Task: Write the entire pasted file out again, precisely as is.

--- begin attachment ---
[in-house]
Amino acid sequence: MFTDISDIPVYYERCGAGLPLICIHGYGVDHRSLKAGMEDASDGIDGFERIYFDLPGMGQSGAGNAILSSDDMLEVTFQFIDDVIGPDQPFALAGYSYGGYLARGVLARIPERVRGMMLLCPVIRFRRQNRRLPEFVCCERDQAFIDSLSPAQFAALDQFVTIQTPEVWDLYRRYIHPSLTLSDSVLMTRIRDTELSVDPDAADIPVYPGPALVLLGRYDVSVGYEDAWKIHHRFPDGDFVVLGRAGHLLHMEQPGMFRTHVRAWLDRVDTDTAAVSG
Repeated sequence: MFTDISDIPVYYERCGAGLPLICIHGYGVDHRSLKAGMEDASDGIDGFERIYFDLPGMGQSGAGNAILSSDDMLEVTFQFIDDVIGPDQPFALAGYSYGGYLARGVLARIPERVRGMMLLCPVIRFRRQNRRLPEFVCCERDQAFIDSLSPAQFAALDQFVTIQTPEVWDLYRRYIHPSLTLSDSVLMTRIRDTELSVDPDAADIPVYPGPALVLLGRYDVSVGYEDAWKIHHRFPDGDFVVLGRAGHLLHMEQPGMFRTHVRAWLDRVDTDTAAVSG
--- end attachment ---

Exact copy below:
[in-house]
Amino acid sequence: MFTDISDIPVYYERCGAGLPLICIHGYGVDHRSLKAGMEDASDGIDGFERIYFDLPGMGQSGAGNAILSSDDMLEVTFQFIDDVIGPDQPFALAGYSYGGYLARGVLARIPERVRGMMLLCPVIRFRRQNRRLPEFVCCERDQAFIDSLSPAQFAALDQFVTIQTPEVWDLYRRYIHPSLTLSDSVLMTRIRDTELSVDPDAADIPVYPGPALVLLGRYDVSVGYEDAWKIHHRFPDGDFVVLGRAGHLLHMEQPGMFRTHVRAWLDRVDTDTAAVSG
Repeated sequence: MFTDISDIPVYYERCGAGLPLICIHGYGVDHRSLKAGMEDASDGIDGFERIYFDLPGMGQSGAGNAILSSDDMLEVTFQFIDDVIGPDQPFALAGYSYGGYLARGVLARIPERVRGMMLLCPVIRFRRQNRRLPEFVCCERDQAFIDSLSPAQFAALDQFVTIQTPEVWDLYRRYIHPSLTLSDSVLMTRIRDTELSVDPDAADIPVYPGPALVLLGRYDVSVGYEDAWKIHHRFPDGDFVVLGRAGHLLHMEQPGMFRTHVRAWLDRVDTDTAAVSG